The searchlight, hitherto switched off, seems to be starting to light up. One of the fundamental achievements will be the right to unemployment, a requirement that this sector is very demanding. The situation was even confirmed by the Court of Justice of the European Union (CJEU), which issued a landmark ruling in February of the same year in which it concluded that the Spanish legal system was contrary to the European directive on equality of treatment between men and women in matters of social security by depriving domestic workers of entitlement to unemployment benefits. “Those of us who are documented are not eligible for unemployment, and undocumented and unemployed women are at risk of social exclusion and further violation of their rights; There are many companions who have been physically abused,” explains Paula Santos, president of Diverse Migrant Women, a feminist association in Barcelona formed by Honduran domestic and care workers.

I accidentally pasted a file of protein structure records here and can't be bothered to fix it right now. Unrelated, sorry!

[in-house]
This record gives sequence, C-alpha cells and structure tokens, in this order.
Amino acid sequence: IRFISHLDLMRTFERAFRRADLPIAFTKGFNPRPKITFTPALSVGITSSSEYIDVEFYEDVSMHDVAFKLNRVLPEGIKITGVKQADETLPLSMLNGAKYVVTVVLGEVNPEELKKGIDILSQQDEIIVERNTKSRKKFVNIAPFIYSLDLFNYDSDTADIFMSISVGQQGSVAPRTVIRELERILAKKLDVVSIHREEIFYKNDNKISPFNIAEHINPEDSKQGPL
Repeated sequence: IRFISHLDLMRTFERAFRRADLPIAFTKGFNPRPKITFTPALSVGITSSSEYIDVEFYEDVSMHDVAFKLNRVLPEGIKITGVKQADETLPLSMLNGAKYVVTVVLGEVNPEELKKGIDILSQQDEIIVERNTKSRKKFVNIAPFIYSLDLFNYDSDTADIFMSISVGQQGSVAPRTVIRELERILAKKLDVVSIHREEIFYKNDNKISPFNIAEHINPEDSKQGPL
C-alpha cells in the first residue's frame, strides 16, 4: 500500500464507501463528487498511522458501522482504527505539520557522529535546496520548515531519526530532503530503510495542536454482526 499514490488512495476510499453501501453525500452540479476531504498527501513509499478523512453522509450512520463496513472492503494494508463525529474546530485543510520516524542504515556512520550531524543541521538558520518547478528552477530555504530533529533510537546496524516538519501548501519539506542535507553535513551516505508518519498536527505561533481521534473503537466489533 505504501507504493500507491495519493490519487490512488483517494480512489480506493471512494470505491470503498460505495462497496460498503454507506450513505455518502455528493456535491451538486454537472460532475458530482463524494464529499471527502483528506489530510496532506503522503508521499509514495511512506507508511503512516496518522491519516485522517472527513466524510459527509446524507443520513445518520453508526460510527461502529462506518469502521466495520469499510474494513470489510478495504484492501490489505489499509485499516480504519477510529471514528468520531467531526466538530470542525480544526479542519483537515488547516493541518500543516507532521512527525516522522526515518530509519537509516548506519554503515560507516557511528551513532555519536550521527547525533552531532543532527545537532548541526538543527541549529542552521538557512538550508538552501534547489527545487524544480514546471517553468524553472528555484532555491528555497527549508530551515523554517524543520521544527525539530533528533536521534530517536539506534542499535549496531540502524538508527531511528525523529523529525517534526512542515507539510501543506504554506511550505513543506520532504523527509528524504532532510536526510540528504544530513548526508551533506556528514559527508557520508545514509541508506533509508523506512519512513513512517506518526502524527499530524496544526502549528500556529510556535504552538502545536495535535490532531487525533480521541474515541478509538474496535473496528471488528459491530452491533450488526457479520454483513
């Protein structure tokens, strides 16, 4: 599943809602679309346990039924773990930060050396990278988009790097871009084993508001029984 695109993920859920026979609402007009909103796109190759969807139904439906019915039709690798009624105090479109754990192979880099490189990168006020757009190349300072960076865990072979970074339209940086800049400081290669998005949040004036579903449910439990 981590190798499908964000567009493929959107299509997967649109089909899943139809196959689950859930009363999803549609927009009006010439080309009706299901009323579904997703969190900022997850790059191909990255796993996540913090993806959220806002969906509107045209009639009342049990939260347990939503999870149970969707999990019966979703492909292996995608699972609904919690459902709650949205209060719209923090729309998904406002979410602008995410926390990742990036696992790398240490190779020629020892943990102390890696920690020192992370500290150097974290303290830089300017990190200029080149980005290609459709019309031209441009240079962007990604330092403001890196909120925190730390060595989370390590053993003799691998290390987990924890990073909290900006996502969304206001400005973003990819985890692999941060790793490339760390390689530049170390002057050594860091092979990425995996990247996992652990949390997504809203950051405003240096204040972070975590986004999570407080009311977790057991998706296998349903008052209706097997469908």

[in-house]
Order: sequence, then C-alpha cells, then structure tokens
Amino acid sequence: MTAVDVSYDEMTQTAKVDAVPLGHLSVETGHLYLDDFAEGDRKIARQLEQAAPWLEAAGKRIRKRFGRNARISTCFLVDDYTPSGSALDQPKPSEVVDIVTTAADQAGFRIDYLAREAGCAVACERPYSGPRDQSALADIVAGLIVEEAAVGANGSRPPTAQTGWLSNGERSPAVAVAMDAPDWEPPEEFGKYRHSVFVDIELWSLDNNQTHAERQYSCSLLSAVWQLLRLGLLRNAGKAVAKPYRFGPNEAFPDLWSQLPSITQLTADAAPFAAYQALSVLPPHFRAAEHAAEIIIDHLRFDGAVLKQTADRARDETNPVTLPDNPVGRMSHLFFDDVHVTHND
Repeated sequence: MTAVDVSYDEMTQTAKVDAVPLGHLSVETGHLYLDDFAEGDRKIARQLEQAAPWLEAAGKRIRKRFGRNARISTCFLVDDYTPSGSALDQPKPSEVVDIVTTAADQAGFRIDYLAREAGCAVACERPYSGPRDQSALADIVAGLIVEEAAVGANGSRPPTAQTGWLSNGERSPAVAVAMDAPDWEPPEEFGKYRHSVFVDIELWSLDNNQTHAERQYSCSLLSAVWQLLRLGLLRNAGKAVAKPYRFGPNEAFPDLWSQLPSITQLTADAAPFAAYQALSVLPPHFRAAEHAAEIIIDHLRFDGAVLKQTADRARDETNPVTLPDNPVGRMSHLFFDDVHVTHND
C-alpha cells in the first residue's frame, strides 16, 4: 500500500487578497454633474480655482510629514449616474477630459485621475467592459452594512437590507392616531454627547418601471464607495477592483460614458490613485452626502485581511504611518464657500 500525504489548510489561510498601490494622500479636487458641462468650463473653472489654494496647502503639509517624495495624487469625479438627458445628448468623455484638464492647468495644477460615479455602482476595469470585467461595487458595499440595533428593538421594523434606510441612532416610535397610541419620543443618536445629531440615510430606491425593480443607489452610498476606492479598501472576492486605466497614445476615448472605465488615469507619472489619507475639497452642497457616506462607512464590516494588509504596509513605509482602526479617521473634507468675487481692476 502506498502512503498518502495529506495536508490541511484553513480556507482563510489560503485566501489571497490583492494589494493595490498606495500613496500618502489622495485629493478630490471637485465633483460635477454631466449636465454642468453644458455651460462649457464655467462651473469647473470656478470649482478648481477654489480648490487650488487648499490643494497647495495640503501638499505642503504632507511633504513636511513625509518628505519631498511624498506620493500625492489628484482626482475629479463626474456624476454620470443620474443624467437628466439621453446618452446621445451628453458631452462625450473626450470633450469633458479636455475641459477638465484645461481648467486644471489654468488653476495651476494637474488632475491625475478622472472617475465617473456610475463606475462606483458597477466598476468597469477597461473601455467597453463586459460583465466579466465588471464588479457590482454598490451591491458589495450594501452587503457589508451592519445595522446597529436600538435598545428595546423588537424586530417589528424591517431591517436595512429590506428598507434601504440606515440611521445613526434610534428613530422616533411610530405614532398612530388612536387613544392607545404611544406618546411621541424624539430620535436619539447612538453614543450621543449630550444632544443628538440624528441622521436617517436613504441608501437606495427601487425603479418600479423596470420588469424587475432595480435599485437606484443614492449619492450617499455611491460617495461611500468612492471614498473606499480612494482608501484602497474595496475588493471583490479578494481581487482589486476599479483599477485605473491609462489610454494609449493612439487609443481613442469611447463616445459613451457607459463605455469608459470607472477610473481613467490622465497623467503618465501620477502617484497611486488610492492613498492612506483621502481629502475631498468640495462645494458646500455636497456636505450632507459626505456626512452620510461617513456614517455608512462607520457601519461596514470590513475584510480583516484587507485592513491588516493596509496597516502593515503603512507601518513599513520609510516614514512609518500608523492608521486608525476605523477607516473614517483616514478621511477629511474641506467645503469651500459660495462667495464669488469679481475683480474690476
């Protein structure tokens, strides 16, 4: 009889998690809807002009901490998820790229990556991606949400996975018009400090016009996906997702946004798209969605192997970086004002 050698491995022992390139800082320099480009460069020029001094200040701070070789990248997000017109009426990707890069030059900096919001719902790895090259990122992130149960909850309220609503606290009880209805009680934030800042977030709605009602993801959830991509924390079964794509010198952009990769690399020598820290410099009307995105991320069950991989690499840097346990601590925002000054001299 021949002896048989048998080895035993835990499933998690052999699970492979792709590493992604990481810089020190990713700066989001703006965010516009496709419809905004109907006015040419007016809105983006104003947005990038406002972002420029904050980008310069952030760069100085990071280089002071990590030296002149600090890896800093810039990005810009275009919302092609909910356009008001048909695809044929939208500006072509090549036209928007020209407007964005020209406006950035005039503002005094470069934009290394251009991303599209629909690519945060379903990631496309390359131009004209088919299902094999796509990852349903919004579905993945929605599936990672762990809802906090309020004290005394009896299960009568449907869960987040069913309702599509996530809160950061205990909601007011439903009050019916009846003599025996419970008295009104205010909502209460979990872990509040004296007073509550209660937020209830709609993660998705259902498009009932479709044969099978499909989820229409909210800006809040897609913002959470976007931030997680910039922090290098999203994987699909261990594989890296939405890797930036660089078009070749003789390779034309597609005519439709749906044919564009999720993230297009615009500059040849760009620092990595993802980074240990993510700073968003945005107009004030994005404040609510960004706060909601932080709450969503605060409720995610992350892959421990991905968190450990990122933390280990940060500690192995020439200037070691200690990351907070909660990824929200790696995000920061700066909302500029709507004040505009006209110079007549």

The figures of the Ministry of Labor and Social Affairs do not reflect another 150,000 people (this figure is estimated by the sector, although it may be higher), mostly women and migrants who work informally, without an employment contract and without rights. Internal work is the most extreme case. “You lock yourself in the house from Monday to Saturday, even from Monday to Monday, and you are not even given the two-hour vacation that you are entitled to. Home work and home care should be eliminated, this should not be allowed in any country, because if a person needs care 24 hours a day, the solution must be found where there is joint responsibility, where many aspects come first place. table: schedules, workload and needs as people of those who work. If someone cannot pay an adequate salary, they will have to find a balance between their life and the life of another person, so that both parties can lead a decent life, ”said Santos. The look they get is cold, distant. Working conditions in these cases are often associated with racism, slander and abuse. Alba Medina faced this situation: “Over the weekend, I courted a woman, and she even refused me food, I could not touch anything in the refrigerator or in the kitchen. Another time, in a telephone interview, one person told me that he would sign me a contract later; When I got to his apartment, he told me that it was appetizing, that I would be his caretaker on the outside and his wife on the inside.” The series of unwanted experiences they will face will be endless.